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Movies are visual. Their stories unfold through moving pictures—pictures that show action—with the help of dialogue. This is why scripts are always written in the simple present, as if the film were rolling before our eyes. A novelist has the luxury of entering a character's head and reading his thoughts. A screenwriter doesn't. The old adage "show, don't tell" is never more applicable than in screenwriting. You simply can't write anything that can't be shown on the screen or heard in dialogue.
The mark of a good writer is the ability to draw the reader into the fictional world. For screenwriters, this means finding dramatic and visually interesting ways of externalizing everything which is internal, be it conflict, thoughts, or feelings.
In daily life, we read situations all the time. If we notice a couple at a restaurant eating in strained silence, we look for details. Tight lips, lack of eye contact, wedding rings. We watch for emotional cues and listen for tone of voice so we'll know how to interpret a comment. We make decisions and assumptions based on our interpretations.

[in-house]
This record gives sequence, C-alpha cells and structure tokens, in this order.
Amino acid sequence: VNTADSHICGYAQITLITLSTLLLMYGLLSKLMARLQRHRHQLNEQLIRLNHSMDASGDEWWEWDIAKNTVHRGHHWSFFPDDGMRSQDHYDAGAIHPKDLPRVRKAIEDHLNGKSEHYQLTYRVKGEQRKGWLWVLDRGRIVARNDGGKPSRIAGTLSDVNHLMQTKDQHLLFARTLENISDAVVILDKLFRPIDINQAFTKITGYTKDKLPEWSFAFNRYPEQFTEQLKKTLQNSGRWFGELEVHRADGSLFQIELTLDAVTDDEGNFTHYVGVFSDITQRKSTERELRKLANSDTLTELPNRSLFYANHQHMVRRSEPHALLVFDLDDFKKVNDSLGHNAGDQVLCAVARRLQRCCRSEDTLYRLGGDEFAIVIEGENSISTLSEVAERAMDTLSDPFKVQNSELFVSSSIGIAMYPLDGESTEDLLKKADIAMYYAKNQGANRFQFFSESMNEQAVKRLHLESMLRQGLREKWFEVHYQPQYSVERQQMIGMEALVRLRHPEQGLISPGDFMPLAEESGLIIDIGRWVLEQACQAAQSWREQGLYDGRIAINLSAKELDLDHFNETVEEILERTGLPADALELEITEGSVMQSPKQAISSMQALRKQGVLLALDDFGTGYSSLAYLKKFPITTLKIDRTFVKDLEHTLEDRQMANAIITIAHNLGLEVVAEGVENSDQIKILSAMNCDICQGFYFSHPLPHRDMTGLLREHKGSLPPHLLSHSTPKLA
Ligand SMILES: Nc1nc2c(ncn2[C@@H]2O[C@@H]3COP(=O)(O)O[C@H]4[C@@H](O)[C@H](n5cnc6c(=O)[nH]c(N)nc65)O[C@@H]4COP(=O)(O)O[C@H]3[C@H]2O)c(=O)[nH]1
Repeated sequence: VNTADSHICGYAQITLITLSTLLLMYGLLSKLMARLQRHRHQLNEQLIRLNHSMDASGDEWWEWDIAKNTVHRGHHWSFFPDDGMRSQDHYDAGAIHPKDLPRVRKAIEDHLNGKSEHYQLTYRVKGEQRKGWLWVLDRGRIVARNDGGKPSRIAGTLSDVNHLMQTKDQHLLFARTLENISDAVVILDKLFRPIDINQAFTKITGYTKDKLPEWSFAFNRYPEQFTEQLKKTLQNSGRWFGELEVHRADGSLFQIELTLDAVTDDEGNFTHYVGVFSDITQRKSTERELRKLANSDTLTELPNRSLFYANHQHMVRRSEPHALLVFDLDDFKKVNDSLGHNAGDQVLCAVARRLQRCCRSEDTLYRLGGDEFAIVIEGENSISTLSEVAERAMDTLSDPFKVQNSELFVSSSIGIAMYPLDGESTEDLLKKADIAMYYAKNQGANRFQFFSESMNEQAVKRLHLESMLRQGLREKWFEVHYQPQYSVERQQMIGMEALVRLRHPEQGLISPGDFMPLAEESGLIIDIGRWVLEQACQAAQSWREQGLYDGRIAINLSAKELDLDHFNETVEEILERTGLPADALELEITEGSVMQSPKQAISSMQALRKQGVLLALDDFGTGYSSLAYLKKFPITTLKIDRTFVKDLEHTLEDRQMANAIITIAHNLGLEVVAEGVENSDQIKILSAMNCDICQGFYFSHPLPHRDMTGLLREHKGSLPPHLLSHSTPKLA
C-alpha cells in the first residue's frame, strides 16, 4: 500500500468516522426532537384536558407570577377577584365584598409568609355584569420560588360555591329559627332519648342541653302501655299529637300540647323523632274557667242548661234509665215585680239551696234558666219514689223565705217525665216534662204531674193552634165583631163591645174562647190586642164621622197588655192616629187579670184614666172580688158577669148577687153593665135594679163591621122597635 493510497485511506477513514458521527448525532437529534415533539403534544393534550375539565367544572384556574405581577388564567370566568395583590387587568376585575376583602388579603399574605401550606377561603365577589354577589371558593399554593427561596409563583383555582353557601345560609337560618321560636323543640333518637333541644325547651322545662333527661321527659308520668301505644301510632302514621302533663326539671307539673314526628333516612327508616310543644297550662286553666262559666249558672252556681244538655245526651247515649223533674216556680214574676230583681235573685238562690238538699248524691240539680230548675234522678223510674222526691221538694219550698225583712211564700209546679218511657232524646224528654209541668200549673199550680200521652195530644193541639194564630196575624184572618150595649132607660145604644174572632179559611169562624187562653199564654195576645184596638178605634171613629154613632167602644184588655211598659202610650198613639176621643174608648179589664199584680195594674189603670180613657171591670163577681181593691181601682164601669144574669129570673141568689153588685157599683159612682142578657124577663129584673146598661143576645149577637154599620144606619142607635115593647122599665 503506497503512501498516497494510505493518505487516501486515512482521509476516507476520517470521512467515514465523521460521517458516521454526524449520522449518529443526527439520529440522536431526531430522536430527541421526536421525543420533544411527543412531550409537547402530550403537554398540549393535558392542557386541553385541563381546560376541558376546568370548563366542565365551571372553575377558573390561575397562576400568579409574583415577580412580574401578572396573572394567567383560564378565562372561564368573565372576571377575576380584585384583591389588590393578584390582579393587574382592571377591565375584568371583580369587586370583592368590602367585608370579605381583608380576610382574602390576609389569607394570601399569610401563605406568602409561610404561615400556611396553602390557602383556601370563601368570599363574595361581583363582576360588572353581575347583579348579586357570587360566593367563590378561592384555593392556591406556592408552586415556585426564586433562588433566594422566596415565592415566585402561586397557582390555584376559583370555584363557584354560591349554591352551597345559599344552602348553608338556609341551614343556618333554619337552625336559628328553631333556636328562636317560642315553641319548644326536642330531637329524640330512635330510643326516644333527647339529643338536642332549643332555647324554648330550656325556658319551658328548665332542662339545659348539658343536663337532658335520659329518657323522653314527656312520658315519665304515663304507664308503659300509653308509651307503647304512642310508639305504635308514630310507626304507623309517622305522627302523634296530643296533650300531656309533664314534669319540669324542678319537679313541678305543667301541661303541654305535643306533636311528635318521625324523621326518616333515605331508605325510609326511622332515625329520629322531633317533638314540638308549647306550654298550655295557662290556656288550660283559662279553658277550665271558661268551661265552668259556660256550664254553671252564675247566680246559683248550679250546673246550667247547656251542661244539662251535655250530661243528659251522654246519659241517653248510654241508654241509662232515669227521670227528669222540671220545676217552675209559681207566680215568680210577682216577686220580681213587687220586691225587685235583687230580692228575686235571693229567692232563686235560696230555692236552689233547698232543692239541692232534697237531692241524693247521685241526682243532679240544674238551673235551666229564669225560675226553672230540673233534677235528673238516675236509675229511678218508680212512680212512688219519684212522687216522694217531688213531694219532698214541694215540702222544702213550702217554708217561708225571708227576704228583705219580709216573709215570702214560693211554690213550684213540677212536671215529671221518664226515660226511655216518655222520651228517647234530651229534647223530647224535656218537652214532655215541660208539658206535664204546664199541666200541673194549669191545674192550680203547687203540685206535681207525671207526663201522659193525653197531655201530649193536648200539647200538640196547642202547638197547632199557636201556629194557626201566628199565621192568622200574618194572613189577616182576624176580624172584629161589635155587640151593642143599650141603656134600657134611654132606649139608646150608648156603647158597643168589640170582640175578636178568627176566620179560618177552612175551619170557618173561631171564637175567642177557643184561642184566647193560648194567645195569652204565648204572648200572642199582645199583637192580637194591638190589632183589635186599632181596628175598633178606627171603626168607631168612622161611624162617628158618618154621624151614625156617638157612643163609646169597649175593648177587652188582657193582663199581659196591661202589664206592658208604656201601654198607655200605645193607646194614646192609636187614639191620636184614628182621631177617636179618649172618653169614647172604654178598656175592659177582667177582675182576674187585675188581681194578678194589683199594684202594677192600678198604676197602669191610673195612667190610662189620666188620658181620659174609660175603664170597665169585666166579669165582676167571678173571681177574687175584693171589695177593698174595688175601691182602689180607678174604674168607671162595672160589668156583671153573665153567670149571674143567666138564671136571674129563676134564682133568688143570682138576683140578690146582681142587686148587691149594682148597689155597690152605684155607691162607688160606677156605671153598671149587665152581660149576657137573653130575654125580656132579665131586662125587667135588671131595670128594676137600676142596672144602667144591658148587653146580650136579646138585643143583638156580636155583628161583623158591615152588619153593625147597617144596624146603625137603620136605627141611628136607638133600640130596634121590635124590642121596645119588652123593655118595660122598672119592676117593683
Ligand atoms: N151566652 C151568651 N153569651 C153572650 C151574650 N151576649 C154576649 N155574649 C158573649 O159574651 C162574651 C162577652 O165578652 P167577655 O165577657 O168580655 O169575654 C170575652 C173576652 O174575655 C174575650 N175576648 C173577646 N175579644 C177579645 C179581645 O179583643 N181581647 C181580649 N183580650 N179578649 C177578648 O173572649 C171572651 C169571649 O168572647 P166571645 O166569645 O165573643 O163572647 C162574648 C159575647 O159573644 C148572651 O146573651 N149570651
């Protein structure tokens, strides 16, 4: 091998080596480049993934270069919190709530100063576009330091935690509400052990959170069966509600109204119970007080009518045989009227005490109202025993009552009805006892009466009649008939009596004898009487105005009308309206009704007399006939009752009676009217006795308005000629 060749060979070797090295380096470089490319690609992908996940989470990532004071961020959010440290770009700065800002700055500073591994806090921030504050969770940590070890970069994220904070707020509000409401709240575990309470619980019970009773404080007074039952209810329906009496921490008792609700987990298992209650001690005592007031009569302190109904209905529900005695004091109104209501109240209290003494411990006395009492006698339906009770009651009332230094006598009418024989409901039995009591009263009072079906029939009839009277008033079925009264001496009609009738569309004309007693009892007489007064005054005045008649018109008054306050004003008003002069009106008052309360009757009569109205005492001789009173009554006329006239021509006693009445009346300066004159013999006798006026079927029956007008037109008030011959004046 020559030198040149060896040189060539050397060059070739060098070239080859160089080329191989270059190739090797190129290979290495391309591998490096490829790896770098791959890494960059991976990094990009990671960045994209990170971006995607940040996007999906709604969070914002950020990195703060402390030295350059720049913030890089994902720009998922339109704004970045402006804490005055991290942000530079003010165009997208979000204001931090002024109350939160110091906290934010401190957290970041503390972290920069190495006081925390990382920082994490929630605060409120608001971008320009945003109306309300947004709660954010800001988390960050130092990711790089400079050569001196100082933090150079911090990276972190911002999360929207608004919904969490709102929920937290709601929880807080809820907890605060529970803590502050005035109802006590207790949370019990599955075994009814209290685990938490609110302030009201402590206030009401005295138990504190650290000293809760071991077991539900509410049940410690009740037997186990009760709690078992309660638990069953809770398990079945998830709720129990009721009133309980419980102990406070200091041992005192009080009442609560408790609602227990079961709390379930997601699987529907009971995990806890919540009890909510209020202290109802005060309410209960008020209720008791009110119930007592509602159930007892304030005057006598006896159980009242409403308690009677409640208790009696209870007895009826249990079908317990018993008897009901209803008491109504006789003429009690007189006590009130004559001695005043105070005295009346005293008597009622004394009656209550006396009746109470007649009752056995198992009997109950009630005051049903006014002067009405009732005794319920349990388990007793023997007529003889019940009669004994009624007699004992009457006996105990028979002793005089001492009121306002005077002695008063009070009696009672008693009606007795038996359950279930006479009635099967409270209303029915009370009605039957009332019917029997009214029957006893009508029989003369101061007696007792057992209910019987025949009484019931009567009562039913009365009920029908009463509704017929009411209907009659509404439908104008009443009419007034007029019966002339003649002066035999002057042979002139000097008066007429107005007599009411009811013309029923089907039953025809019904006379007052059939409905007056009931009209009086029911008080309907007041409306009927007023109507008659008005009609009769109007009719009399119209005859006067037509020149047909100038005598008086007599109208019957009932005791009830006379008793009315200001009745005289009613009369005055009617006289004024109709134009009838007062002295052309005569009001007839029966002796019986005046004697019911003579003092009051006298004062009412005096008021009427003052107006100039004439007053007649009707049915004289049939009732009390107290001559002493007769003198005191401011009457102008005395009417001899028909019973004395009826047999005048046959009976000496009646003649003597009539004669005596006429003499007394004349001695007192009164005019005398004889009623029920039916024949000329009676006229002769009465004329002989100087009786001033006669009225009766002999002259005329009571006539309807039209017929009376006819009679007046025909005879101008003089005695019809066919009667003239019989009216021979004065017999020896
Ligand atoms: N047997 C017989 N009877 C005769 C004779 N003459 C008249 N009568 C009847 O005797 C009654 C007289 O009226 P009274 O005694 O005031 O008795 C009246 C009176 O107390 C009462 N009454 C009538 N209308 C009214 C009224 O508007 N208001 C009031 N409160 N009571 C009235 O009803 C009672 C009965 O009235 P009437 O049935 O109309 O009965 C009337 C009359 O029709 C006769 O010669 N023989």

Part of the fun of reading a story is having the chance to exercise our innate ability to assess situations and reach conclusions just as we do in real life. It makes us feel we are living the experience rather than standing on the outside looking in.
Guide your reader skillfully toward the conclusions you'd like him to reach. Mona is upset is telling. Mona throws the dishes across the room is showing. Robert is a neat freak is telling. Robert folds the end of the toilet paper into a perfect triangle and rolls it on the holder until it is perfectly aligned is showing.
As entertainment lawyer Judith Merians put it, "A story is what happens, not what one says happens. A young woman smacks down a package of condoms at the checkout stand in the supermarket. She pays without embarrassment, pockets the package, and then calls her husband on her cell phone to tell him she's working that night. This shows us everything we need to know about who she is—bold, independent, self-defining, and unfaithful—in a brief and dramatically-satisfying scene."
Keep brainstorming to find unique ways of showing. Avoid cliché by never settling for the first idea that comes to you. Show rather than tell, and your writing will sparkle.